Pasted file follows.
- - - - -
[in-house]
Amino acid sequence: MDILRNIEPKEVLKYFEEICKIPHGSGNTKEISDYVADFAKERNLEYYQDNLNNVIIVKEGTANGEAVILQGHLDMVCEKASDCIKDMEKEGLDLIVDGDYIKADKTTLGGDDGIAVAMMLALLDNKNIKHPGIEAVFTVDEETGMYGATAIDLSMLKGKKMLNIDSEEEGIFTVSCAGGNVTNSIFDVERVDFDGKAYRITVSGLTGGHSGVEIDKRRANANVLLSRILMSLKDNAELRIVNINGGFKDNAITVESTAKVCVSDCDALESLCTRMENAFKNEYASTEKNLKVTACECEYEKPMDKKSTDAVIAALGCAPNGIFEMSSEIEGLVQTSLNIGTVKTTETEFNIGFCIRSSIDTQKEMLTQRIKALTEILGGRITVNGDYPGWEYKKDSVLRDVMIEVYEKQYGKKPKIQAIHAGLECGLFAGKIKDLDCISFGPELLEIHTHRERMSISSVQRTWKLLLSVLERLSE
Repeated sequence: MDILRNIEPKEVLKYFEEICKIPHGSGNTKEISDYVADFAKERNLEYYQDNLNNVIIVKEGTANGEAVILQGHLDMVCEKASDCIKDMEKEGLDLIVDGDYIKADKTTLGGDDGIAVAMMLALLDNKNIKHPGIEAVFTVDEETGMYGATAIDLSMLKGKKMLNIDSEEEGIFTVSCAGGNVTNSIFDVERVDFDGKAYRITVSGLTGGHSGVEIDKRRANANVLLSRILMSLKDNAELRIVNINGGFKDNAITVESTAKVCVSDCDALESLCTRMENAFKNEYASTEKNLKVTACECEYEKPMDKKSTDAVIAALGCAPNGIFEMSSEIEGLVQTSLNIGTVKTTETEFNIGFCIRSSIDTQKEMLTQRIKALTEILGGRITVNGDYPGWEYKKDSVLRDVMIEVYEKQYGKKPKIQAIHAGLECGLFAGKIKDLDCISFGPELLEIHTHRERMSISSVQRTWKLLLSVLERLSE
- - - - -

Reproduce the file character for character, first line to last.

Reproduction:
[in-house]
Amino acid sequence: MDILRNIEPKEVLKYFEEICKIPHGSGNTKEISDYVADFAKERNLEYYQDNLNNVIIVKEGTANGEAVILQGHLDMVCEKASDCIKDMEKEGLDLIVDGDYIKADKTTLGGDDGIAVAMMLALLDNKNIKHPGIEAVFTVDEETGMYGATAIDLSMLKGKKMLNIDSEEEGIFTVSCAGGNVTNSIFDVERVDFDGKAYRITVSGLTGGHSGVEIDKRRANANVLLSRILMSLKDNAELRIVNINGGFKDNAITVESTAKVCVSDCDALESLCTRMENAFKNEYASTEKNLKVTACECEYEKPMDKKSTDAVIAALGCAPNGIFEMSSEIEGLVQTSLNIGTVKTTETEFNIGFCIRSSIDTQKEMLTQRIKALTEILGGRITVNGDYPGWEYKKDSVLRDVMIEVYEKQYGKKPKIQAIHAGLECGLFAGKIKDLDCISFGPELLEIHTHRERMSISSVQRTWKLLLSVLERLSE
Repeated sequence: MDILRNIEPKEVLKYFEEICKIPHGSGNTKEISDYVADFAKERNLEYYQDNLNNVIIVKEGTANGEAVILQGHLDMVCEKASDCIKDMEKEGLDLIVDGDYIKADKTTLGGDDGIAVAMMLALLDNKNIKHPGIEAVFTVDEETGMYGATAIDLSMLKGKKMLNIDSEEEGIFTVSCAGGNVTNSIFDVERVDFDGKAYRITVSGLTGGHSGVEIDKRRANANVLLSRILMSLKDNAELRIVNINGGFKDNAITVESTAKVCVSDCDALESLCTRMENAFKNEYASTEKNLKVTACECEYEKPMDKKSTDAVIAALGCAPNGIFEMSSEIEGLVQTSLNIGTVKTTETEFNIGFCIRSSIDTQKEMLTQRIKALTEILGGRITVNGDYPGWEYKKDSVLRDVMIEVYEKQYGKKPKIQAIHAGLECGLFAGKIKDLDCISFGPELLEIHTHRERMSISSVQRTWKLLLSVLERLSE